The nations subscribing to the Treaty of Asunción, Asunción Treaty consider that the creation and maintenance of conditions favorable to individual or corporate investment for the jurisdiction of one of the member states in the territory of another state is essential to intensify the economic cooperation targeted so as to accelerate the integration process among all four member states. In this context, Argentina, Uruguay, Paraguay and Brazil signed on 1 January 1994 in the city of Colonia del Sacramento, Uruguay, the Colonia Protocol for the Reciprocal Promotion and Protection of Mercosur Investments (Colonia Protocol). It was established in this protocol that investments under Mercosur by investors resident or domiciled in the territory of any member state will be entitled to treatment no less favorable than that accorded by the other member state to national investors or nonmember states.


Investors

For the purposes of constructing the Colonia (United States), Colonia Protocol, investors are considered to be: Individuals who are citizens of any of the member nations or that reside there on a permanent basis or are domiciled there, with due regard for legislation prevailing in such territory; Legal entities organized pursuant to the legislation of one of the member nations that are headquartered there; and Legal entities organized in the territory where the investment is made, actually and directly or indirectly controlled by the legal entities or individuals mentioned above.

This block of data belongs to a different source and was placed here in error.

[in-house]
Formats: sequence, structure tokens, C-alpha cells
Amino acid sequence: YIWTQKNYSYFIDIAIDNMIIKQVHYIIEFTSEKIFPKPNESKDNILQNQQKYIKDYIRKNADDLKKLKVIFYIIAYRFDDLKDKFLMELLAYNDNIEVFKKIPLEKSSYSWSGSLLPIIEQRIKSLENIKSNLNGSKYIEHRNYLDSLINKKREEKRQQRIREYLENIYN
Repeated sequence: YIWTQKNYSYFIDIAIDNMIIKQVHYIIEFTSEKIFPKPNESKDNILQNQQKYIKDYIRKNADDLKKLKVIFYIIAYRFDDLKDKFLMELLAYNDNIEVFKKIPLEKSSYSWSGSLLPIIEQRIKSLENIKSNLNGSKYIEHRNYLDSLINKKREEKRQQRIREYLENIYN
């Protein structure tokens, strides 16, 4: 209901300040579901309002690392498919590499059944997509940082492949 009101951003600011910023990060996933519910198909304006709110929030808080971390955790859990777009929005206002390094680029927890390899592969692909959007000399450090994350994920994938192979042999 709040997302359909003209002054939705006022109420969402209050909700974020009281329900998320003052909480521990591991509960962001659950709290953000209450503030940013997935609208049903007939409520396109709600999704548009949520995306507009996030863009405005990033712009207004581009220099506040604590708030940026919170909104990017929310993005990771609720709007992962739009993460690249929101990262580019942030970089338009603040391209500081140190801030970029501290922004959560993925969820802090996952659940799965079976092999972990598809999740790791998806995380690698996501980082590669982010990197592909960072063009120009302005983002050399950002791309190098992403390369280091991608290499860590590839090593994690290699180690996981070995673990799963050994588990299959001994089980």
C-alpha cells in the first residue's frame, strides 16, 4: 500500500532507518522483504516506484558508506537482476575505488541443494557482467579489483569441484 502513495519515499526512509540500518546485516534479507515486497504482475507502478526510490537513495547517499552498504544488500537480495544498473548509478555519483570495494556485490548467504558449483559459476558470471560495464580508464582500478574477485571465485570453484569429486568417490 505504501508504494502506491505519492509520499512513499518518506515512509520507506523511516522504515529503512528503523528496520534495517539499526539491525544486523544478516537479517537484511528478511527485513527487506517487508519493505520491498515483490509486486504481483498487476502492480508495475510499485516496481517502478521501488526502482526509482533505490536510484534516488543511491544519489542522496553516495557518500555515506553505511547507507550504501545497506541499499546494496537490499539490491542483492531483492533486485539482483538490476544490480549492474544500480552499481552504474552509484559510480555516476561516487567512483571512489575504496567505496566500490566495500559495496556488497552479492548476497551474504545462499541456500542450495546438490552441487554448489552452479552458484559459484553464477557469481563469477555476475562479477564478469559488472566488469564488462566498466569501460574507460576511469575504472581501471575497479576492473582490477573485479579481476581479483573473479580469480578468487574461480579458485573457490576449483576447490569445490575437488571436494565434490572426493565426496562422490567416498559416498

Investment

The term investment includes all types of assets such as: movable or immovable property, such as rights in rem and guarantee in rem rights; shares, corporate holdings and any other type of corporate participation; credit instruments and rights that may have an economic value; intellectual property rights or materials, Including copyrights and industrial property rights such as patents, industrial drawings, trademarks, commercial names, technical procedures, know-how and goodwill; Economic concessions involving public law, such as research, cultivation, extraction or natural resource exploration concessions.


Freedom to invest

The nation receiving the investment cannot avail itself of unjustified or discriminatory means capable of restricting the investor's freedom to manage, maintain, use, enjoy and dispose of its investments.


Tax